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Behind the Screens with Palmprint
In Behind The Screens we talk to some of the companies and printers that use MagnaColours water-based inks. finding out more about what they print and the reasons why they use MagnaPrint.
We went to Leicester to speak to Tony Palmer about how the industry has changed over the last three decades.
Tell us a little bit about yourself, your company and what you do
I am Tony Palmer, my company is Palmprint Consultants Ltd. I started printing in 1987 after my mum filled in an application form at the local print shop. I had no idea what screen printing was and I thought I would have to cut out really large potatoes and dip them in paint! After thirty years in the industry, I now try to make life easier for other print shops around the world.
What equipment do you use?
I have used every piece of equipment under the sun, ranging from an old Sias Multipla D that needed setting up with a hammer, a T bar and a rushed prayer, all the way to a self-registering MHM SP500
Why do use water-based inks?
I use water-based inks because life was far too easy using plastisol… who likes to just walk out of the door at 5? I want to stay and have the satisfaction of blasting the days troubles away with a high-powered jet wash gun!! It’s my therapy.
How long have you been printing water-based inks & how have they changed your business?
I started my career with water-based inks, we would use water-based on light shirts and plastisol on dark shirts. It was standard practice to print a white piece of fabric with a background flood to match the garment colour, this type of ink is now enjoying a resurgence as customers understand the impact that the inks they choose can have on the environment
Do you have a favourite ink or special effect in the MagnaPrint Range?
I love the Aquaflex White V2. For me, it’s a perfect replacement for plastisol white, it gives a great opaque print with a soft feel, this is what most printers have been waiting for, it’s application is a little different than traditional plastisol, but to have a bright white with no PVC, no nasty chemicals used during wash down and to get a retail quality print is truly worth going through the learning curve.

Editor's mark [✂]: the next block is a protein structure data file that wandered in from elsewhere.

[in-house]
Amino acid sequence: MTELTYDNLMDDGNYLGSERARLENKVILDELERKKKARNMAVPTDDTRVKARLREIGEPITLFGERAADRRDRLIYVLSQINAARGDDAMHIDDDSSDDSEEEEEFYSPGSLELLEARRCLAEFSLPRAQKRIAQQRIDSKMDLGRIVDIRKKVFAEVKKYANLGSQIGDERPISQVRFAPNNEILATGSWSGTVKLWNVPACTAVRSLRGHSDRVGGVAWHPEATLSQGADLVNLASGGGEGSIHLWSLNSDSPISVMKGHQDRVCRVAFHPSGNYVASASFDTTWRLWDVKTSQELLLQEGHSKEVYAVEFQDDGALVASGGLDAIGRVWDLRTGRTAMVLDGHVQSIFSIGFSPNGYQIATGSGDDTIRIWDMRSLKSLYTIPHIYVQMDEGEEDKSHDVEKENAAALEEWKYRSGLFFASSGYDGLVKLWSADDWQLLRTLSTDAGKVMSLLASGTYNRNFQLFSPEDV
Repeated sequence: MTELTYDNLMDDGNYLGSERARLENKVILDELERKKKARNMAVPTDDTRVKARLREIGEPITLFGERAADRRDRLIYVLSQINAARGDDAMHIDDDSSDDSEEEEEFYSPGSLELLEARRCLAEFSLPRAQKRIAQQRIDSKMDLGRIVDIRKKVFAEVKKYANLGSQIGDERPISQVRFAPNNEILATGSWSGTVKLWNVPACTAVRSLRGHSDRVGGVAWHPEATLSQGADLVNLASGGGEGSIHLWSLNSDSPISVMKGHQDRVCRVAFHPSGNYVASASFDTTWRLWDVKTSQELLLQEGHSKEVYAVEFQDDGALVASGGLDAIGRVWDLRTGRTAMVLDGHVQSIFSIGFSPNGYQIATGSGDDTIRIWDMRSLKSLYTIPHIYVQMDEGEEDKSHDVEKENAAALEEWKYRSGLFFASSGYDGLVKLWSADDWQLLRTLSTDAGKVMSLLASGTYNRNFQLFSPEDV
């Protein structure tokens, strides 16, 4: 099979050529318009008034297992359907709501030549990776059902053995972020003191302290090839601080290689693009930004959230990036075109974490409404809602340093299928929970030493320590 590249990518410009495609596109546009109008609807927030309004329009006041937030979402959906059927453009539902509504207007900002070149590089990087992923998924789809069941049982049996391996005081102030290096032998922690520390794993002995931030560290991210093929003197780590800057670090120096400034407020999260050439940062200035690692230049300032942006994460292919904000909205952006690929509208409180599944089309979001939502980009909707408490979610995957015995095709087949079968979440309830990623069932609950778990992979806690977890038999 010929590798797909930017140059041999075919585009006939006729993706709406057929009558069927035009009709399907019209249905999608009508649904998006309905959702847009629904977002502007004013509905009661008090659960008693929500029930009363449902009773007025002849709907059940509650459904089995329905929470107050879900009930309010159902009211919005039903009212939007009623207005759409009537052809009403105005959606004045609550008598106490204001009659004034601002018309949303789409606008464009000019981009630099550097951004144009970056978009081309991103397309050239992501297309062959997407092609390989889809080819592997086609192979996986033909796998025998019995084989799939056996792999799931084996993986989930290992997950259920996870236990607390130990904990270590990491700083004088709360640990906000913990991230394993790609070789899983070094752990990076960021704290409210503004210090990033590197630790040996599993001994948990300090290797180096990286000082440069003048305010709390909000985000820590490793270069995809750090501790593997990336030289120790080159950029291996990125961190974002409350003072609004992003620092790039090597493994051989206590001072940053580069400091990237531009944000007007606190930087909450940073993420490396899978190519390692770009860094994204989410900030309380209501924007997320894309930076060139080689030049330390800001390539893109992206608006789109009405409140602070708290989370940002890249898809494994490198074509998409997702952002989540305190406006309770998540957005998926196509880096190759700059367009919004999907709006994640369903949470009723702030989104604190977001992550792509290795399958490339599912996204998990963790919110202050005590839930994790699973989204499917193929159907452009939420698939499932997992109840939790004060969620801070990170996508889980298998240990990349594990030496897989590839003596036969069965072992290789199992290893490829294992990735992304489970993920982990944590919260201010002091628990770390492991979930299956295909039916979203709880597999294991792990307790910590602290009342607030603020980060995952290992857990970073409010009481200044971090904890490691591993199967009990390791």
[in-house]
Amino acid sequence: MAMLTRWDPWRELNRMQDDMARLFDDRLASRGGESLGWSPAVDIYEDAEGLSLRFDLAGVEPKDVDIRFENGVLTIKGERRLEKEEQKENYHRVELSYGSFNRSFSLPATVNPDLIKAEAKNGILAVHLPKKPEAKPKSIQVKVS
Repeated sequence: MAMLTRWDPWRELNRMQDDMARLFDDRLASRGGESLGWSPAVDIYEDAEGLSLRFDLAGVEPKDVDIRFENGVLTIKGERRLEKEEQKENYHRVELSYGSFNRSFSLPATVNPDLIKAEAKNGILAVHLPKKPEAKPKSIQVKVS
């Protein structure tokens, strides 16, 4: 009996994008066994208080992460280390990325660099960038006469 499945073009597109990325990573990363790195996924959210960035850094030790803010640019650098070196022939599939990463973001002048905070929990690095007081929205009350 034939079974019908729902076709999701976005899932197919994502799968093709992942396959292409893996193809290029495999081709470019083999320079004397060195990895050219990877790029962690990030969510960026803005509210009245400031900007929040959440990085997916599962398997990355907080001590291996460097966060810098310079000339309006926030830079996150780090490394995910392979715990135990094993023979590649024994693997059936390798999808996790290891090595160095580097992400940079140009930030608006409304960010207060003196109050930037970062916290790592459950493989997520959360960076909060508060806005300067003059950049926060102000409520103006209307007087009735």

What is your favourite print you’ve made with MagnaPrint?
I have made lots of prints with Magna inks but the most spectacular to a printer are usually the most plain to an onlooker. For example a bright crisp white print on a polyester mix garment can bring much more joy than a multicolour pseudo-process job with multiple special effects, but then again printers are a very strange group of people. Which you would know if ever you saw one in the clothing department of a retail store, we are the ones touching every printed shirt on display and secretly looking for leaks and mis-registration.
How has the printing industry changed since you started?
Everyone got a lot younger!
The biggest changes are yet to come, Digital is coming, its still going through the teething stage but soon the speed and cost bridges will be crossed and then we will see some astounding prints achieved using not just white base and digital, but special effects and embellishments we now think of as unachievable. Print on Demand is steadfastly embedded in our industry and the ability to choose a design online and receive a printed garment in a few days still fills me with awe.
How do you keep it interesting?
Keeping this vocation interesting is not all that difficult, although the process is very similar, we create a design, we separate the colours and then push ink through the screens and at the end of the job we do the same thing again with different patterned screens for the next job, the thrill is still in the process and seeing that same design that came to life on a computer monitor appear on a real life printed garment still keeps my attention even after more than thirty years.
What is one printing tip or trick that you wished you knew when you started out?
The one thing I still try and pass on is the importance of a thick stencil to achieve bright opaque prints, no matter how skilled the press operator, if the stencil is of poor quality the print will be too.